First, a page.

The Benefit of Writing in an Established Universe

So, this past week I’ve been writing up elements of the world that I run D&D in. Now in my campaign, I have three players new to the world of D&D and one player who has been running his own games of D&D for ten years. Often, I will add elements of the lore of D&D into my world. When these elements are discussed, there is a back-and-forth about how they are typically portrayed in the canon of the lore and where my world differs. While writing up the deities of my world, I’ve thought more about where the stories that have been told about the gods differ. So, that’s a fun writing topic, what are the benefits of writing in an established universe?

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Should You Remake a Movie?

So recently there has been a small and vocal group who are dedicated to remaking the Last Jedi. Attempting to remake a movie that was a success at the box office by professionals from one of the richest studios with crowdfunded money and fan support, not even a year after the film was released, does shine a light on the absurdity of remakes. Remakes are often lambasted when they are announced. Why remake something that is already great? More importantly, what is the purpose of a remake?

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How to Build a Jurassic Park

So recently there was a new Jurassic Park movie. This piece isn’t about that. This is about the tie-in game: Jurassic World Evolution. Jurassic World Evolution is a Jurassic Park theme park builder game. Those of you who have been around a while may remember that I’ve expressed my fondness for Jurassic Park Operation Genesis in the past. That game was also a Jurassic Park builder. While I am enjoying the new game, I do have some issues that I’ll explain by comparing the older game and the newer game. Hopefully, the developers of Jurassic World Evolution have plans to expand on the game and address some of the critiques of its shallow aspects. In that regard, this comparison might point them in the right direction.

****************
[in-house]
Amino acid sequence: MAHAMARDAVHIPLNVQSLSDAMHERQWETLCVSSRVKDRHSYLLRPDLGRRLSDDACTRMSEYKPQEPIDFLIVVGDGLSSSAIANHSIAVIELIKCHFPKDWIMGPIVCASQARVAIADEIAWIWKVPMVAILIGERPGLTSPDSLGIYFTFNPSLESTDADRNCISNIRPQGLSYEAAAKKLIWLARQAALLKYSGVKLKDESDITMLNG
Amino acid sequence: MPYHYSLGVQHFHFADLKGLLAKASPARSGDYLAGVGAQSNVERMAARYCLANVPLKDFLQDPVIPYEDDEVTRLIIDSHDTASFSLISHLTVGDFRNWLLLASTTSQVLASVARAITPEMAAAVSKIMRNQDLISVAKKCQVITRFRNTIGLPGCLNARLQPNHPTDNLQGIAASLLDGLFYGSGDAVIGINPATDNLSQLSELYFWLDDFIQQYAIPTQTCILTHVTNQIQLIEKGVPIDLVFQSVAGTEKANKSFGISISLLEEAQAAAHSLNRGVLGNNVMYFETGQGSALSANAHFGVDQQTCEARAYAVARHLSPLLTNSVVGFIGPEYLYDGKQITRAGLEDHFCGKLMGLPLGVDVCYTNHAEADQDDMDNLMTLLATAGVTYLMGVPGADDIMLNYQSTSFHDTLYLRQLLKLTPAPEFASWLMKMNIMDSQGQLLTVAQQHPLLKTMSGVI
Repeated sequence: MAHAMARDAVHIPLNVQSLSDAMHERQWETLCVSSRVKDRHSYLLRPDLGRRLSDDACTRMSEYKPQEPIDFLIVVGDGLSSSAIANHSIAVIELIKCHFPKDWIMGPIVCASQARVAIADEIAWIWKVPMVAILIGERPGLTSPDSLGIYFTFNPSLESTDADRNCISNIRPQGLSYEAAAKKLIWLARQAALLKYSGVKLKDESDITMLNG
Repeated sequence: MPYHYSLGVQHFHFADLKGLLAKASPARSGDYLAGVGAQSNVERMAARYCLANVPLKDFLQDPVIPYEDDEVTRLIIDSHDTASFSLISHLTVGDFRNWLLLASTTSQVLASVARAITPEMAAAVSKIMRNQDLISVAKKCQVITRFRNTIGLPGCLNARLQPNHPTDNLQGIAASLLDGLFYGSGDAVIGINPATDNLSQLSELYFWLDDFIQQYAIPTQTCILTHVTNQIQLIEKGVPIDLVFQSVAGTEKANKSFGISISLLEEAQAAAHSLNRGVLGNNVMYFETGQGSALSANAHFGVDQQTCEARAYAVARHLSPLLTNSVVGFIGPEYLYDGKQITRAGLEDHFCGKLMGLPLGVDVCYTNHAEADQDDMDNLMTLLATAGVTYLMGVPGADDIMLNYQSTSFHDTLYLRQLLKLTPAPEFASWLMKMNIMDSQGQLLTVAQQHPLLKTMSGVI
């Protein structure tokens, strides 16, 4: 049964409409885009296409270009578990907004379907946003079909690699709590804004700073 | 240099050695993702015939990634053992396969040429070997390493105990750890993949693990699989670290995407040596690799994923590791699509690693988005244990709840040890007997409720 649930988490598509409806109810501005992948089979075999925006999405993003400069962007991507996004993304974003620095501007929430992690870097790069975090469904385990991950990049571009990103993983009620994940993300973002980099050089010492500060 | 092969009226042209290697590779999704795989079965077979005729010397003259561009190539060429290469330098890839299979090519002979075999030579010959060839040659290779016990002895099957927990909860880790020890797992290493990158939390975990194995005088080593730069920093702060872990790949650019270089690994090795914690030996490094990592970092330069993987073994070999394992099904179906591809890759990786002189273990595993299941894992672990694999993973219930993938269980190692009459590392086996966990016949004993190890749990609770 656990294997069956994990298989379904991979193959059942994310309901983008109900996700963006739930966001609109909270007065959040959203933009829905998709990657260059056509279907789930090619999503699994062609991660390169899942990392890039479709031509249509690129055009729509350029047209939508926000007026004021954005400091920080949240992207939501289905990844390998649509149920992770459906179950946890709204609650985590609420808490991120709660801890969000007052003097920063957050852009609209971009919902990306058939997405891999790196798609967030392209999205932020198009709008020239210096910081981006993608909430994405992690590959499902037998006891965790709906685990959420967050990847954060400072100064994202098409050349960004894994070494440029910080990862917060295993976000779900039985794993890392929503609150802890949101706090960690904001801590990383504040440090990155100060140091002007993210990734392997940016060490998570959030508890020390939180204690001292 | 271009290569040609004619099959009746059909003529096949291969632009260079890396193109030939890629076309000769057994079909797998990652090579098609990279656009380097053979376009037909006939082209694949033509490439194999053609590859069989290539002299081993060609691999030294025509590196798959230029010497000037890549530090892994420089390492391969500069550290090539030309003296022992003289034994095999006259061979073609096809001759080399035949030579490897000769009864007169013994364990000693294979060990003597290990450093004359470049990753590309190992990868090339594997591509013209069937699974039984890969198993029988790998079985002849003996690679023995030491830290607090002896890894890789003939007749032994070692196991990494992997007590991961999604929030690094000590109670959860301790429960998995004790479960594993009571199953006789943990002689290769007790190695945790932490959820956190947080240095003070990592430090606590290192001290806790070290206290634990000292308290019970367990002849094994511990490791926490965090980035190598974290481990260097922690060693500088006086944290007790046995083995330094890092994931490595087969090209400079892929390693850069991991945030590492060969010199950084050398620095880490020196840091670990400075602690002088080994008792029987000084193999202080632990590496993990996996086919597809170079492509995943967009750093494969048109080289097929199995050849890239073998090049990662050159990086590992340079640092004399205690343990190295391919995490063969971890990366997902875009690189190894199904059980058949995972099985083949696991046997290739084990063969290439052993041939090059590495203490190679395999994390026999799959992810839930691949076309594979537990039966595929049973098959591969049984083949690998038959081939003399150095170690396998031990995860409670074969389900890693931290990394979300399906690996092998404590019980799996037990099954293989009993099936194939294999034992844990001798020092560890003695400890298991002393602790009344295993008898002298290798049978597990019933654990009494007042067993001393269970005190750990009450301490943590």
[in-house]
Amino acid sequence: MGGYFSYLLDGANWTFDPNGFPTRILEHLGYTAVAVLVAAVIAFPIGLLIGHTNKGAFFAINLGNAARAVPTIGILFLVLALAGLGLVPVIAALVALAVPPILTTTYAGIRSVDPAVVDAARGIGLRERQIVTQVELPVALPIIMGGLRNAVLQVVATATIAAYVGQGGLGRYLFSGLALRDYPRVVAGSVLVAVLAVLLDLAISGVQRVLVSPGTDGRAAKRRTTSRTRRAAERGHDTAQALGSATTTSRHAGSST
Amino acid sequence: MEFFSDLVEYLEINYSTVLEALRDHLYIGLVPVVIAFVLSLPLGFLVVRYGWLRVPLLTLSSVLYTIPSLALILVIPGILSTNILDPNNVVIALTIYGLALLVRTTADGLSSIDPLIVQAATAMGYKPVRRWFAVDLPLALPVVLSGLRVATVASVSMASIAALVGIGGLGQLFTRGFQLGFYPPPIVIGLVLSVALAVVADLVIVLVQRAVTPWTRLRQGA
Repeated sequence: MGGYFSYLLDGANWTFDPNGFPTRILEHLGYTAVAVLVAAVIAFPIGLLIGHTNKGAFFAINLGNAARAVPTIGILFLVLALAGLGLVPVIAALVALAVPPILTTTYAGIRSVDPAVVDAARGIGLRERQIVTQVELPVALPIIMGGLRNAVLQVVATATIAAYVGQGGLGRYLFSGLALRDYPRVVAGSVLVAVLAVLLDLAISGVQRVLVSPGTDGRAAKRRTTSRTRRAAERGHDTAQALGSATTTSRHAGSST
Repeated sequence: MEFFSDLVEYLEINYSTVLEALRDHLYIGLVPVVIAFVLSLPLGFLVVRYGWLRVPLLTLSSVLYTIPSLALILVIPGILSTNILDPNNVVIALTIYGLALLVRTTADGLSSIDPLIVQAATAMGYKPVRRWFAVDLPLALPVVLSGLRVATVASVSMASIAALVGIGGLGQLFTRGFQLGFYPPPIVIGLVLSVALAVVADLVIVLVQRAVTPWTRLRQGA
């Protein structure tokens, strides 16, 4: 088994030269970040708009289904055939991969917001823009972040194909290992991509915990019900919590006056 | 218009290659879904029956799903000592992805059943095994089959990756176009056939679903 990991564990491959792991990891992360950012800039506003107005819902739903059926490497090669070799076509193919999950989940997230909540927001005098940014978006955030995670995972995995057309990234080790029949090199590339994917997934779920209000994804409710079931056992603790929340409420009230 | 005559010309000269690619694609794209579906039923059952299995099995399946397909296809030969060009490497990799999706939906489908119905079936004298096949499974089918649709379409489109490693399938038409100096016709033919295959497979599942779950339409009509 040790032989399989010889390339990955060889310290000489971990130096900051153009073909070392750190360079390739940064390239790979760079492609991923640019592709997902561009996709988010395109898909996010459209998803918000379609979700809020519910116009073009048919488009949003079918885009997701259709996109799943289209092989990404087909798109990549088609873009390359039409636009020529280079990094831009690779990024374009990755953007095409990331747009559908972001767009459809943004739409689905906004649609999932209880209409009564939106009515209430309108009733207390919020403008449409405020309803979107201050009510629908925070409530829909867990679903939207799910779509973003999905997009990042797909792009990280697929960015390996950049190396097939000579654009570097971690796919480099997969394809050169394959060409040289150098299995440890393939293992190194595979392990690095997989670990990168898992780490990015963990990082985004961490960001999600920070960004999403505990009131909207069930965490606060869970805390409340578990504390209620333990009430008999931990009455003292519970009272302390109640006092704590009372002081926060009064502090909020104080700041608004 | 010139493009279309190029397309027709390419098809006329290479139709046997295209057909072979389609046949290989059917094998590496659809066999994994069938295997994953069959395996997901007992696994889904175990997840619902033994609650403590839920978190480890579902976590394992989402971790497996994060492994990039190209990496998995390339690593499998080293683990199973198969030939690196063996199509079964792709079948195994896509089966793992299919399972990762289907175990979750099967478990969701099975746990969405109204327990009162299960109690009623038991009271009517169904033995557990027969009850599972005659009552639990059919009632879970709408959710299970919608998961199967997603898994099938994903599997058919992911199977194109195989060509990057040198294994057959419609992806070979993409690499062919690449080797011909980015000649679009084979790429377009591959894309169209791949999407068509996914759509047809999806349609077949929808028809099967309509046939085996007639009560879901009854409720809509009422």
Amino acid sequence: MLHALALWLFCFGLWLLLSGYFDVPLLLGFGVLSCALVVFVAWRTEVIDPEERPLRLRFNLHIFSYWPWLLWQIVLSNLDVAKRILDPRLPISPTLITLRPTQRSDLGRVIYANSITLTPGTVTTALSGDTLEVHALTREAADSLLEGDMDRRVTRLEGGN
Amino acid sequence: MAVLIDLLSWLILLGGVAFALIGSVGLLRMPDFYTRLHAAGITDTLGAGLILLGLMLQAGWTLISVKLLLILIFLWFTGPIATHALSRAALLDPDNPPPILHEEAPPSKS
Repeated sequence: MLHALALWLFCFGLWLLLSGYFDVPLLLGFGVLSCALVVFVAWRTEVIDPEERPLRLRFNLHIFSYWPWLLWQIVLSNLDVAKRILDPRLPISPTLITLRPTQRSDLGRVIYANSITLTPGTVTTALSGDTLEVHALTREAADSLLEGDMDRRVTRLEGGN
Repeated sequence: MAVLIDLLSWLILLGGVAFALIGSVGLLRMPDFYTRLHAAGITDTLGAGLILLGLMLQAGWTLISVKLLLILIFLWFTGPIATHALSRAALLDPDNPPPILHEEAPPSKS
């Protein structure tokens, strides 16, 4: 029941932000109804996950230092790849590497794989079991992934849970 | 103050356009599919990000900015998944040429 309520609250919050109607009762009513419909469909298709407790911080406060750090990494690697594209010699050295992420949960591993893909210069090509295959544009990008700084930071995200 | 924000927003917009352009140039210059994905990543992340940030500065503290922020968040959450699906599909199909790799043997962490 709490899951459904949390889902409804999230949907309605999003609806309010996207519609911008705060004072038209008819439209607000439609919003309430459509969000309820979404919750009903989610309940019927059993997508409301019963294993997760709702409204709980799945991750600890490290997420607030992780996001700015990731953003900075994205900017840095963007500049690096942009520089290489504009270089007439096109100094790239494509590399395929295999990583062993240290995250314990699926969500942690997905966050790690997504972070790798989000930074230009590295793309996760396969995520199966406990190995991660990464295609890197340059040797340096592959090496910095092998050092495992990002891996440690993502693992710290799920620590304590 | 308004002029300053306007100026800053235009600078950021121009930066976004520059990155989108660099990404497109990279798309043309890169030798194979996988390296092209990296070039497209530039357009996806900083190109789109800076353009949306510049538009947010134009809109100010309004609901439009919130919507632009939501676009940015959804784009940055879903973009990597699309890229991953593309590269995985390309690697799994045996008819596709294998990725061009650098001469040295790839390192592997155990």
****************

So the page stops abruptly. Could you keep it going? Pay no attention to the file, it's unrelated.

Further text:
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Cyberpunk 2077 and the RPG for Me

So recently I’ve been keeping an ear to the ground regarding CD Projekt Red’s upcoming RPG, Cyberpunk 2077. The game didn’t wow me initially because all that was shown and still has been shown was a slick CG trailer. I’ve been hurt by the promise of slick CG trailers from beloved developers at E3 before. I need more than glittery promises to butter my gaming bread these days. I need reality. If a brief teaser is all you have, how far away is this title? *cough* Bethesda *cough*. There is some hope for Cyberpunk as it was first teased five years ago. CD Projekt Red received high praise for The Witcher 3 in 2015.

The thing that held me back about Cyberpunk 2077 is that cyberpunk isn’t my favourite genre. I enjoy the theming of the genre and its relevance to everyday life in the 21st century. What doesn’t appeal to me is the tired cyberpunk coat of paint that is applied. Lazy creators use it as a device to evoke titans of the genre, rather than having something significant to say themselves. However, since E3, I have been speaking about my tempered feelings for Cyberpunk 2077. The one hesitation I have is this: Make it accessible.